In general, Riverkeeper recommends that the average beachgoer, swimmer, boater, and kayaker continue to apply the rule of thumb that has been applied de facto for years: avoid substantial contact with the Hudson River and New York City waterways after heavy rains. The data shows that even days after localized storm events, levels of pathogens can remain above the allowable federal guidelines for swimming. Many stations sampled experienced single day measurements that indicate an increased risk of illness from swimming or direct contact with the river water on that day. Even at sites where conditions were generally acceptable, or that had seasonally acceptable conditions (according to the geometric mean), there was still poor water quality on individual days, particularly after rain events.
People are advised to look on our website for information about the areas they are interested in and to use caution where they note elevated bacteria counts in that area. Riverkeeper does not want to suggest that people stay away from the river or from favorite beaches. This water quality monitoring program is meant to inspire discussion and action towards better pathogen monitoring, and thus, increased protection of public health and the environment.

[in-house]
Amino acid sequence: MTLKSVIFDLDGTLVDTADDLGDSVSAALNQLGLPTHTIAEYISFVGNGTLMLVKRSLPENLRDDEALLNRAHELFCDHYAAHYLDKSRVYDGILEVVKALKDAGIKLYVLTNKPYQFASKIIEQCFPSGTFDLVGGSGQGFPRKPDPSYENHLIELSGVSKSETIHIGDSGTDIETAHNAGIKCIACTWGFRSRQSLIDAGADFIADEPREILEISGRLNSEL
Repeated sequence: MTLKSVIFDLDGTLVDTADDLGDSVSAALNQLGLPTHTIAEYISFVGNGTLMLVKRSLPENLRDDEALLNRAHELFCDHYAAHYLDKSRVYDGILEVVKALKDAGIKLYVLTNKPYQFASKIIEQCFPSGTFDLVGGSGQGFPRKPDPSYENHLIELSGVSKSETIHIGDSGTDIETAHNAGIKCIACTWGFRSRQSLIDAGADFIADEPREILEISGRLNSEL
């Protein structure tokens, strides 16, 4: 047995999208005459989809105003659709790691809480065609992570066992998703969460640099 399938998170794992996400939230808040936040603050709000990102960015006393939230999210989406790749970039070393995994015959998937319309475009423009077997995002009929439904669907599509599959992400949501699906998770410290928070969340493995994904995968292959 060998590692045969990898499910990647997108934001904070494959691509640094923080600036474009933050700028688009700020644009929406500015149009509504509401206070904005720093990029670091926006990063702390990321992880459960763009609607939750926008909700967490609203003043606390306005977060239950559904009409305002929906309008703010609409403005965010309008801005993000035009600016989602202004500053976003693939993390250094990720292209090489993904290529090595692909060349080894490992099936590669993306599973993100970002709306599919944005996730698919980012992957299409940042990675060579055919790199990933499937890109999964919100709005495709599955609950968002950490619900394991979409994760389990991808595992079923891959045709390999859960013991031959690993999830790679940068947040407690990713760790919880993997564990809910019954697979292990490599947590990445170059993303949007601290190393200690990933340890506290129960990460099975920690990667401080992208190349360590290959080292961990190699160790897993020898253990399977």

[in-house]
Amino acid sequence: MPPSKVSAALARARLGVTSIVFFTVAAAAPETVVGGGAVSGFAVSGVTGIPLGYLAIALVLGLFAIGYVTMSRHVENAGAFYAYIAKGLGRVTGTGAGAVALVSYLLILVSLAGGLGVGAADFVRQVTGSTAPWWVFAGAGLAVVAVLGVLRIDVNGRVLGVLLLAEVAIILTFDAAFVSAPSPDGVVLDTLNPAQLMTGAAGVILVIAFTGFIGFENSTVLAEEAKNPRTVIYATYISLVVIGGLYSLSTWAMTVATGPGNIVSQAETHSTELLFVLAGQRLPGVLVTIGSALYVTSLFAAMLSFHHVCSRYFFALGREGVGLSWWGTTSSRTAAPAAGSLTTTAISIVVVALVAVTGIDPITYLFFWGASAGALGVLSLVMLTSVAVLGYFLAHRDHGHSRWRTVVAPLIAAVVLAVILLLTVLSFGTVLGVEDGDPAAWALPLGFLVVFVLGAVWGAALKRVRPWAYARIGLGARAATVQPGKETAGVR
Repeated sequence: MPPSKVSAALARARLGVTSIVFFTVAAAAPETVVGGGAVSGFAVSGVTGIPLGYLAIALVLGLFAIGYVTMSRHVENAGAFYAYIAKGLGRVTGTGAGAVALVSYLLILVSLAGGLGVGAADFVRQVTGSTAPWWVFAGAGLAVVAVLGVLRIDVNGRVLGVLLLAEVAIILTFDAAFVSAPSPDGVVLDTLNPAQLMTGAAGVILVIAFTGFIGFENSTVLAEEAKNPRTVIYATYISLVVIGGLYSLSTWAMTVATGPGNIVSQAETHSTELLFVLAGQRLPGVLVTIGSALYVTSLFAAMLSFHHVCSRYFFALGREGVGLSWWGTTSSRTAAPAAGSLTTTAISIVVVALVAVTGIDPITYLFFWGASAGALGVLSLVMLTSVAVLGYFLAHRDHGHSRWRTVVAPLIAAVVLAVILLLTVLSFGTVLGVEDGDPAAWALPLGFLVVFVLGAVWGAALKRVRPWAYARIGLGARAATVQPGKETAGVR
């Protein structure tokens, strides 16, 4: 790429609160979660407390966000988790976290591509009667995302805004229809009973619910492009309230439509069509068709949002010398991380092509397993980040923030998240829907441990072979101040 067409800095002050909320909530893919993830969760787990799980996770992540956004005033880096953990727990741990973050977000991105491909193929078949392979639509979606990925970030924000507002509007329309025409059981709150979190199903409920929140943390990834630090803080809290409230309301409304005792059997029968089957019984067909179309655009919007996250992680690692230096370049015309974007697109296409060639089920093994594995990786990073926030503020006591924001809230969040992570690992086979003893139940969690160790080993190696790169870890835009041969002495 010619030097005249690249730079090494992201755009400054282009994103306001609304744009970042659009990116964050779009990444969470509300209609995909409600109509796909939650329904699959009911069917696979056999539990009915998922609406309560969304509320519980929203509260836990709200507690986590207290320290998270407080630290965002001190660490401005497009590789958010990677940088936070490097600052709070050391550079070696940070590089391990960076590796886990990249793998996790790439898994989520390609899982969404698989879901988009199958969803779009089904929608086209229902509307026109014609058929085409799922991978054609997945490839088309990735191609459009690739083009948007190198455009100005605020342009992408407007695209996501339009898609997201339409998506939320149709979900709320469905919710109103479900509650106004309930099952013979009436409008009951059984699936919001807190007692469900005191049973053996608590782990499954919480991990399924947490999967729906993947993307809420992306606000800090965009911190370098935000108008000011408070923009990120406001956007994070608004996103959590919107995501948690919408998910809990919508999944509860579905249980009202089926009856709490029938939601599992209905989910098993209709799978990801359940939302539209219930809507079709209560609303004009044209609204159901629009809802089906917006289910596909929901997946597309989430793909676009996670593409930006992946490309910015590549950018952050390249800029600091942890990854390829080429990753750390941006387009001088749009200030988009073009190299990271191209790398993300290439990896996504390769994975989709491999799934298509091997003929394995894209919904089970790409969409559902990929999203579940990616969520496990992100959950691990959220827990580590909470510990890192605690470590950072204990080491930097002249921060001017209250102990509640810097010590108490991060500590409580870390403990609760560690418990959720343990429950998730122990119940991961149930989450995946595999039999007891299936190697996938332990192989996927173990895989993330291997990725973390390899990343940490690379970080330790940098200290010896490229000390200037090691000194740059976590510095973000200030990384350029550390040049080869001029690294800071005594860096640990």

These guidelines are based on a limited data set collected to date and, as scientists and environmentalists, our recommendations err on the side of protecting public health based on that limited data. It is also important to note that this study is related only to certain water quality parameters (namely, sewage indicating microbes) and does not detect chemical pollutants or toxins that may be a source of concern in parts of the estuary. Neither Riverkeeper, Lamont-Doherty nor Queens College serve as a public health agency.
Our study shows which locations that we sample at suffer from fecal contamination, how frequently it occurs, the magnitude of the contamination (how high is the concentration) and if there is a correlation between fecal contamination and rain fall. Each of our sampling site pages has a County Dept. of Health phone number the public can call to request more recent water quality data for any given swimming location.